natural, and a character cannot be made to say words indicative of his
inner nature unless he would naturally utter them under the influence of
the circumstances of the moment. Here, again, the way to write is to get
into the skin of the person involved, to live the story vicariously in
his person, and, when events would naturally call from him words
revealing his pertinent trait, to transcribe them. Primarily, a story is
a story, and its writer must meet all its necessities within its

Lack of space forbids giving examples of the revelation of character by
speech. Dickens will prove a profitable study in this connection. The
words of Pecksniff, for instance, reveal as much of the soul of
Pecksniff as we need to know. All good stories, in greater or lesser
degree, display the method in use.

The second use of his characters' words to the writer of fiction is to
individualize them. It is not a matter of content, but one of manner.
Irrespective of what the person says, the way he says it, if unique,
will serve to increase the definition of a reader's conception of him.
If a character is made to stutter, he will gain in actuality and
concreteness for a reader. The instance is coarse, but will serve to
indicate what is meant. Dickens is unrivalled in his capacity to employ
this device, although the writer of a short story or relatively compact
novel will meet difficulties in following Dickens' technique of
characterization. The "demmit" of Mantalini, the "dispoged" of Sairey
Gamp, the greasiness of Chadband's words, the rounded periods of the
immortal Micawber give a reader the greater part of his idea of each

This sort of characterization may well be called description. The aim is
not to reveal the person's inner nature--though the content of a
mannered speech may do that, of course--but to add to the definition and
reality of any attempted picture of the person by calling in the sense
of hearing. Unlike the effect of descriptive words on a reader, the
effect of written speech is nearly primary, though it lacks something of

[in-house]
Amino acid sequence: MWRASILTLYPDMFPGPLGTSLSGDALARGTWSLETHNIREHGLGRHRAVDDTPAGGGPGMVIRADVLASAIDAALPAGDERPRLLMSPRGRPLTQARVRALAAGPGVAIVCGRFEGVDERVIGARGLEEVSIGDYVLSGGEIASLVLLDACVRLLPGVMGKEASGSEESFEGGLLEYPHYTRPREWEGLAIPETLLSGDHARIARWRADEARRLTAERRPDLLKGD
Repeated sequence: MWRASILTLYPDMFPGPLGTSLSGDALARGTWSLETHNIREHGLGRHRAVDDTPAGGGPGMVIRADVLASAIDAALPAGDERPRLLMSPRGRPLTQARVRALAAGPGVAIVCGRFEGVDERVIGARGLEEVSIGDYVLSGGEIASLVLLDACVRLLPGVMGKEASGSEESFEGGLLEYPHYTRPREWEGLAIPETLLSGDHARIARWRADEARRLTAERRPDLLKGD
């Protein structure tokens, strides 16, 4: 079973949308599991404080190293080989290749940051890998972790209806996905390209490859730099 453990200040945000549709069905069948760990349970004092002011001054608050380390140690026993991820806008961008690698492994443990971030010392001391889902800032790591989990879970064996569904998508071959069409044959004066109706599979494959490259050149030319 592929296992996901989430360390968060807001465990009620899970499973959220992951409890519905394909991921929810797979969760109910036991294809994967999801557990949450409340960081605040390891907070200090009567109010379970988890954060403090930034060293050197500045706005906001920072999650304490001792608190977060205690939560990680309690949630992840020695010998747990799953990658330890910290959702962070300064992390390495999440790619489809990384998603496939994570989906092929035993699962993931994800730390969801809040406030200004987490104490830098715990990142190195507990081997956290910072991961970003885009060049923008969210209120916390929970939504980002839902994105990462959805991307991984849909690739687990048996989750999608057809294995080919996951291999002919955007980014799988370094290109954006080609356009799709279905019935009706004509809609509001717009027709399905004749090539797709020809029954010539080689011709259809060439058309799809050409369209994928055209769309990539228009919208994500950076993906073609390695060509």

the freshness and impressiveness of the spoken word. Writing descriptive
of a character and his mannered words function together to individualize
the person for a reader. The people of a story must be made to appear to
be real men and women, if the fiction is to have its necessary
verisimilitude and consequent effect, and mannered speech will do much
to invest the speakers with reality.

The process must not be carried beyond the bounds of naturalness. A
mannerism of speech may be too pronounced, in that it tends to arrest a
reader's attention and distract it from the flow of the story.
Unnecessarily distorted spelling, for instance, employed in an attempt
to be too strictly phonetic, will call attention to itself rather than
individualize the speaker, that is, it will destroy the illusion of the
story. "Yuh" for "you" is an instance. We all "yuh" more or less, I
think, and for the writer of a story to insist thus pedantically on
strict phonetic accuracy tends to make the whole fiction labored and
unnatural. The whole trick is to suggest any particular distortion, and
yet to have the words as intelligible for a reader as if the spelling
were normal.

Mispronunciation, of course, is not the only mannerism of speech that
may be availed of. In fact, the tendency is to abuse it. An open ear
toward the casual talk he hears will give the writer many useful hints,
and so will reading the work of others.

The speech of class and class varies, as does the speech of man and man.
A lawyer in a story should be distinguishable from a sailor by the very
content of his vocabulary. So should a doctor from an engineer or a
brakeman, or a musician from an artist. But it must all be done
naturally. The writer cannot drag in by the ears technical terms of any
profession solely that a reader may be informed indirectly of the
speaker's profession. But a doctor or lawyer, for instance, will
generally be in a story because it requires the presence of a lawyer or
doctor, and therefore the story will offer opportunity for him to reveal
his place in society by his speech. Incidentally it may be noted that
this matter emphasizes the necessity that the writer of fiction be
observant in life and omnivorous in reading. He should know the manner
of speech of any considerable class of men. It is true, of course, that
no two lawyers talk precisely alike, but it is also true that it is
possible to suggest a lawyer speaking by a proper choice of words, and
that is the thing to do, naturally and unobtrusively. If the speech of a
character is individualized in some manner, and if, in addition, a
reader can gather his business or profession from his words, he will